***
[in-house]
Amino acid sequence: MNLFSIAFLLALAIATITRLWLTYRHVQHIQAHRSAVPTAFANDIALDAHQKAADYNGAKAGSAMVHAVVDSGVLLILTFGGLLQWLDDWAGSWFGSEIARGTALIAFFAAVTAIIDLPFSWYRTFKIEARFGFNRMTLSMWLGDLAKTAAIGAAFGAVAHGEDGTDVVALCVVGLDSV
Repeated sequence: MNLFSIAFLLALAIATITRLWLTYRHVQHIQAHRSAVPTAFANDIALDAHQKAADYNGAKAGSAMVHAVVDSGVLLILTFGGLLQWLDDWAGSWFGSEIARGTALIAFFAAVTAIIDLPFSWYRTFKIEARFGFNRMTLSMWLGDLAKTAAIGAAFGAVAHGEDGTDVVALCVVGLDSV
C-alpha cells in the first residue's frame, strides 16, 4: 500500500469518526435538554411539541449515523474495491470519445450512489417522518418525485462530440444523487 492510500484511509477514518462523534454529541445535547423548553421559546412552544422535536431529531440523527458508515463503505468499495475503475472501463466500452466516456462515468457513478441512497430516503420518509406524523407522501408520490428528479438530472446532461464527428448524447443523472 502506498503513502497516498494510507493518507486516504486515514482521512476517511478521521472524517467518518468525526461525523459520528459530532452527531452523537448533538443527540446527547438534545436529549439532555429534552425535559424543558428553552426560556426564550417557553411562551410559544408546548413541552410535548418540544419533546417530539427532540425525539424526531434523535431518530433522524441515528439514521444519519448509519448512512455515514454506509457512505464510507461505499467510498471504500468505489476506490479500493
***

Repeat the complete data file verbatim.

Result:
[in-house]
Amino acid sequence: MNLFSIAFLLALAIATITRLWLTYRHVQHIQAHRSAVPTAFANDIALDAHQKAADYNGAKAGSAMVHAVVDSGVLLILTFGGLLQWLDDWAGSWFGSEIARGTALIAFFAAVTAIIDLPFSWYRTFKIEARFGFNRMTLSMWLGDLAKTAAIGAAFGAVAHGEDGTDVVALCVVGLDSV
Repeated sequence: MNLFSIAFLLALAIATITRLWLTYRHVQHIQAHRSAVPTAFANDIALDAHQKAADYNGAKAGSAMVHAVVDSGVLLILTFGGLLQWLDDWAGSWFGSEIARGTALIAFFAAVTAIIDLPFSWYRTFKIEARFGFNRMTLSMWLGDLAKTAAIGAAFGAVAHGEDGTDVVALCVVGLDSV
C-alpha cells in the first residue's frame, strides 16, 4: 500500500469518526435538554411539541449515523474495491470519445450512489417522518418525485462530440444523487 492510500484511509477514518462523534454529541445535547423548553421559546412552544422535536431529531440523527458508515463503505468499495475503475472501463466500452466516456462515468457513478441512497430516503420518509406524523407522501408520490428528479438530472446532461464527428448524447443523472 502506498503513502497516498494510507493518507486516504486515514482521512476517511478521521472524517467518518468525526461525523459520528459530532452527531452523537448533538443527540446527547438534545436529549439532555429534552425535559424543558428553552426560556426564550417557553411562551410559544408546548413541552410535548418540544419533546417530539427532540425525539424526531434523535431518530433522524441515528439514521444519519448509519448512512455515514454506509457512505464510507461505499467510498471504500468505489476506490479500493